- The Washington Times - Wednesday, July 24, 2002

Attorney General John Ashcroft would have the power to allow some legal immigrants who were deported for felony convictions to be readmitted to the United States under a bill that cleared the House Judiciary Committee yesterday.
The bill would also give the attorney general discretion to waive deportation for future permanent legal residents convicted of certain felonies.
The measure, a compromise between committee Chairman F. James Sensenbrenner Jr., Wisconsin Republican, and Rep. Barney Frank, Massachusetts Democrat, passed despite the opposition of most Republicans, who are a majority on the committee.
The final vote was 18-15, with all 13 Democrats present voting for it, joined by five Republicans. Fifteen Republicans voted against it.
The proposal would apply to those convicted of violent felonies like assault, arson and robbery who are sentenced to less than two years in prison, and those convicted of nonviolent felonies like child pornography, alien smuggling and document fraud who are sentenced to less than four years.
It also exempts those brought here before they were 10 years old, with proponents arguing those immigrants have never known the country they are being deported to. The bill maintains a ban on petitions for anyone convicted of terrorism-related offenses as well as those found guilty of murder, rape or child sex abuse.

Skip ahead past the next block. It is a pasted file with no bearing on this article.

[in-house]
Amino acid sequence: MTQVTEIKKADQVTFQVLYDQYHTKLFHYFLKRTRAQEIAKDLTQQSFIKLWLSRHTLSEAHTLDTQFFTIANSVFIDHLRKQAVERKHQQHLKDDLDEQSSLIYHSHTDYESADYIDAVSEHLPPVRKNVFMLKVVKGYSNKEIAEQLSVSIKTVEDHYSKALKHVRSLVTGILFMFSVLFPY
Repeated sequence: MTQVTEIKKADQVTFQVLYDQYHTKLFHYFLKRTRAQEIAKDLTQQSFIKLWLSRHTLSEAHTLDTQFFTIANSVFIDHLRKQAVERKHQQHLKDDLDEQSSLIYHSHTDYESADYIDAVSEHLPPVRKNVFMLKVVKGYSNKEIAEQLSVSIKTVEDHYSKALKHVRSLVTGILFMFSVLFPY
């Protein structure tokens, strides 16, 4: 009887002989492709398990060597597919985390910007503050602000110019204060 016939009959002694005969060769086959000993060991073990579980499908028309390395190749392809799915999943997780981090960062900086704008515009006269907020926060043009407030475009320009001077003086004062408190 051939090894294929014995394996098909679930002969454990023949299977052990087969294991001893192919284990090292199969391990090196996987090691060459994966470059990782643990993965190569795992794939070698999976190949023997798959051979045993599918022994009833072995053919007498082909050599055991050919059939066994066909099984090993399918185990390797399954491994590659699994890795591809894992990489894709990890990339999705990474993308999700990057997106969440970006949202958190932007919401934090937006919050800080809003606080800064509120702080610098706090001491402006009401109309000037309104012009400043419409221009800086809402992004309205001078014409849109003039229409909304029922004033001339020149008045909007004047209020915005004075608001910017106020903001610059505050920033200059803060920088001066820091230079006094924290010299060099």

Under current law, written in 1996, any green-card holder sentenced to a year or more for a felony is automatically deportable, with no discretion for a waiver.
An amendment offered to the bill by Darrell Issa, California Republican, requires that the attorney general or one of his deputies sign off on every case and that the Justice Department report to Congress each year on who was granted a deportation waiver.
The bill gives those who have already been deported one year to apply for readmittance. Mr. Frank said that means they will have to apply on the watch of Mr. Ashcroft, who he said is unlikely to apply the rule liberally.
"I do not think we have to worry that John Ashcroft and his deputies will abuse the authority," Mr. Frank said.
The bill would expire after three years, but opponents said temporary immigration-relief measures have a way of becoming permanent and that administrations often ignore congressional demands for reports.
"How do we explain to victims why we let these criminals remain in the country or be readmitted?" asked Rep. Lamar Smith, Texas Republican and one of the chief architects of the 1996 law.
He said the bill would apply to those whose crimes went far beyond low-level drug use, and would include those who are convicted of smuggling immigrants, child pornography or forging documents.
Immigration-reform advocates said that before the law changed in 1996 there were so many applications for waivers that the Justice Department in essence rubber-stamped them. When the new law was enacted, criminal deportations jumped from 36,000 in 1996 to 69,000 in 2000.
Those advocating yesterday's bill said that increase included some that the law simply never intended to target.
Rep. Sheila Jackson Lee, Texas Democrat, pointed to a current case in Houston in which a man is facing deportation for an old sexual-abuse conviction.
She said that stemmed from him impregnating a 13-year-old, who later became his wife. Mrs. Jackson Lee said the man has gone on to hold a good job and not have any major run-ins with the law.
But Mr. Smith said those cases are best handled not by the attorney general but by individual claims bills, which grant relief to specific people.

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